Transitional Justice and Indigenous Peoples in Latin America: Lessons learned from case studies of Guatemala, Peru, and Colombia

30 Nov 2021
Transitional justice mechanisms have not always properly recorded the relevant experiences of indigenous peoples, such as their strategies for coping with violence and oppression. Consequently, most of the mechanisms implemented have not adequately linked past violations with continuing marginalization in the present.

However, transitional justice is dynamic and has been gradually incorporating more effective practices to reflect Indigenous experiences. At times, it has been transformed in response to interventions and adaptations by Indigenous communities and thanks to the growing international recognition of Indigenous peoples’ rights.


The report Transitional Justice and Indigenous Peoples in Latin America: Lessons Learned from Guatemala, Peru, and Colombia shows both the limitations and possibilities for constructive interaction between the field of transitional justice and the normative framework of indigenous rights. Protracted armed conflicts in Criollo (mixed heritage) States gave rise to generic transitional justice experiences, devoid of Indigenous approaches; but in their application, the instruments of truth, justice, and reparation encountered the specificity of Indigenous experiences and rights and had to be transformed in varying degrees. Broadening the field of transitional justice potentially includes the understanding of, and action on, the continuing territorial dispossession and harassment of Indigenous peoples. ⁠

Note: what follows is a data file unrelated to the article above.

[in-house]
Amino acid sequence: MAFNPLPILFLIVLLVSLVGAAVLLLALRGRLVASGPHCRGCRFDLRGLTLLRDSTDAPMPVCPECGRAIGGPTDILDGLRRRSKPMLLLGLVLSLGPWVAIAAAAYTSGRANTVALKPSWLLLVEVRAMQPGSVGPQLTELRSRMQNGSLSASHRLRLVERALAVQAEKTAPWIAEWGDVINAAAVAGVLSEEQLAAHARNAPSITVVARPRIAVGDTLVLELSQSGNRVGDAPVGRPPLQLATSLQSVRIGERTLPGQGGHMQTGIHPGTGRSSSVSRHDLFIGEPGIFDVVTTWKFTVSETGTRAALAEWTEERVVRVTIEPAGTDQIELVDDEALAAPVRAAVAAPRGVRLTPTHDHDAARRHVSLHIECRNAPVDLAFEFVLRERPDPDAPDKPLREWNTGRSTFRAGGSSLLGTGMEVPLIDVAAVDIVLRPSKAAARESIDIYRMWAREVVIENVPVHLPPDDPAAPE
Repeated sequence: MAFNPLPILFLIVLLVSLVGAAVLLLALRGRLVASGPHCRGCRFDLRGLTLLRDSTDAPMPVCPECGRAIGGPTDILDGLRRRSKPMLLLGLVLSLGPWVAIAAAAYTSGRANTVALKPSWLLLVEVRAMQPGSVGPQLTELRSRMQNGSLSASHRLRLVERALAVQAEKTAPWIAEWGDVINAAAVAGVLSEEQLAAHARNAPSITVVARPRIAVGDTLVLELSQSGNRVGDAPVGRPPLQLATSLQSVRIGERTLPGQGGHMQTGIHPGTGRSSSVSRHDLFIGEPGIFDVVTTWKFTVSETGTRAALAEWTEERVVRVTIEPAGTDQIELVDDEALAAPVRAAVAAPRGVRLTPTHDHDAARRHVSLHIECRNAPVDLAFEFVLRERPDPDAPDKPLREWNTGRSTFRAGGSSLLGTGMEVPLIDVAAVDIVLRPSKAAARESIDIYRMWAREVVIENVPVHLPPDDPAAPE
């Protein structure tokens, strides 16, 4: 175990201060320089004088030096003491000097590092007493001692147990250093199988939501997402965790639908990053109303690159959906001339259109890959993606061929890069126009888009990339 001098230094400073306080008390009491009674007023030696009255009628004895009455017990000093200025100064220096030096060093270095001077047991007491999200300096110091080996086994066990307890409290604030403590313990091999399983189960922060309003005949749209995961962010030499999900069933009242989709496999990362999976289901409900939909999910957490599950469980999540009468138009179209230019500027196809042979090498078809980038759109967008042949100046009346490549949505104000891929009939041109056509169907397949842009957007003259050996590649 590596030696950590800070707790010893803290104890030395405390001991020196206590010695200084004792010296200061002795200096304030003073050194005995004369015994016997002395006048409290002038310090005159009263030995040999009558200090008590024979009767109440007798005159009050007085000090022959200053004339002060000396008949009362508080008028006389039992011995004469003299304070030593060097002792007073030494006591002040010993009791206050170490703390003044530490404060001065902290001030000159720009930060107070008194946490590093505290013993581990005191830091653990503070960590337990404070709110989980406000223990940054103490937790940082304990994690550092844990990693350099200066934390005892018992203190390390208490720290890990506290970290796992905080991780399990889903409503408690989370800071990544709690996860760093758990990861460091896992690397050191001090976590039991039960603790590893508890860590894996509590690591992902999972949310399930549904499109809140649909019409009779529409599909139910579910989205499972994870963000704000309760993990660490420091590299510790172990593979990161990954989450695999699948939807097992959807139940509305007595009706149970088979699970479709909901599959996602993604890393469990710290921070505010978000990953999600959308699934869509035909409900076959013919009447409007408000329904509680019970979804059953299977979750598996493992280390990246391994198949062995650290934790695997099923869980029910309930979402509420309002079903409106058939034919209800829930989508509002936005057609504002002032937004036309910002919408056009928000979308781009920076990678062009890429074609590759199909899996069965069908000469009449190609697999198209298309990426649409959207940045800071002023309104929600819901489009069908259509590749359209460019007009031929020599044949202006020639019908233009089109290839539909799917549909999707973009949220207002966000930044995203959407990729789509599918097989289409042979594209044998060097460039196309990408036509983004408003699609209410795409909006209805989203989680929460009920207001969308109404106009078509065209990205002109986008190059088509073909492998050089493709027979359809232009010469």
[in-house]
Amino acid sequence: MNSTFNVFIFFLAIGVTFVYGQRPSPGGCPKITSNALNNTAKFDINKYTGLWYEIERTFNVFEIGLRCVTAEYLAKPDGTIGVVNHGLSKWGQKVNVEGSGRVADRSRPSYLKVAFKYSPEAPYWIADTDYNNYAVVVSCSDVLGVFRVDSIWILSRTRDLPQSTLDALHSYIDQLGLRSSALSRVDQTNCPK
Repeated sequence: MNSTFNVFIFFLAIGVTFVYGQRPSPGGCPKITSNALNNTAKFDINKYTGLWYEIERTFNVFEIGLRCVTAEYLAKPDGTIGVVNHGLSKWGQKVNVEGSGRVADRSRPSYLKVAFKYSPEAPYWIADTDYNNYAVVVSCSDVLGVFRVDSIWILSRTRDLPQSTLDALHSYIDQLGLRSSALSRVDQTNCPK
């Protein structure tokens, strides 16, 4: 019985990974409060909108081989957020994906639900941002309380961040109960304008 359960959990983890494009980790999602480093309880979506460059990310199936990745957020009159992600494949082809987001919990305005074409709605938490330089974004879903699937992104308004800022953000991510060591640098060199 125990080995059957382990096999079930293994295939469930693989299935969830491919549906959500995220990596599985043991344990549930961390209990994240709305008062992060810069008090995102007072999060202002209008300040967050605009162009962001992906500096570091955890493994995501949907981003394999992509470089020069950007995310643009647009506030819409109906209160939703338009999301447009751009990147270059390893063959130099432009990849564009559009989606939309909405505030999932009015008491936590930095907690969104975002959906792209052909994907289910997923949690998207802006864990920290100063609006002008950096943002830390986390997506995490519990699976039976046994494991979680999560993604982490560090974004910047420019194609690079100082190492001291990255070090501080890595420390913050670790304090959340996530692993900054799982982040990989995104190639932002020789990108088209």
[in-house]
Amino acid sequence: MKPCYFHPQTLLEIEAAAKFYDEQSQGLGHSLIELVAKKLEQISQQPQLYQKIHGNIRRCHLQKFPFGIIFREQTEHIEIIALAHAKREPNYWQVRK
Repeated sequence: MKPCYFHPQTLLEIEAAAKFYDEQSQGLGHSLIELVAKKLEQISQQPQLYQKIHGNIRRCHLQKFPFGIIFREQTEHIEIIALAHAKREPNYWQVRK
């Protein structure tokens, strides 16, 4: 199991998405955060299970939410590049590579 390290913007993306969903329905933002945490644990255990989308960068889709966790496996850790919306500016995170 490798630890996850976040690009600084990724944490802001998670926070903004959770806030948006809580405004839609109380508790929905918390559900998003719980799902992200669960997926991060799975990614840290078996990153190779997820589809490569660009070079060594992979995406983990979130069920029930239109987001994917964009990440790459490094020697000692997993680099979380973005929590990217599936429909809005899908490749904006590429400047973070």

The cases examined call for decisively integrating the indigenous peoples' rights framework and indigenous leadership within transitional justice, decolonizing its approaches, broadening its historical perspective, and consolidating its capacity to prefigure profound political transformations in states and their economic models.
Read the report here.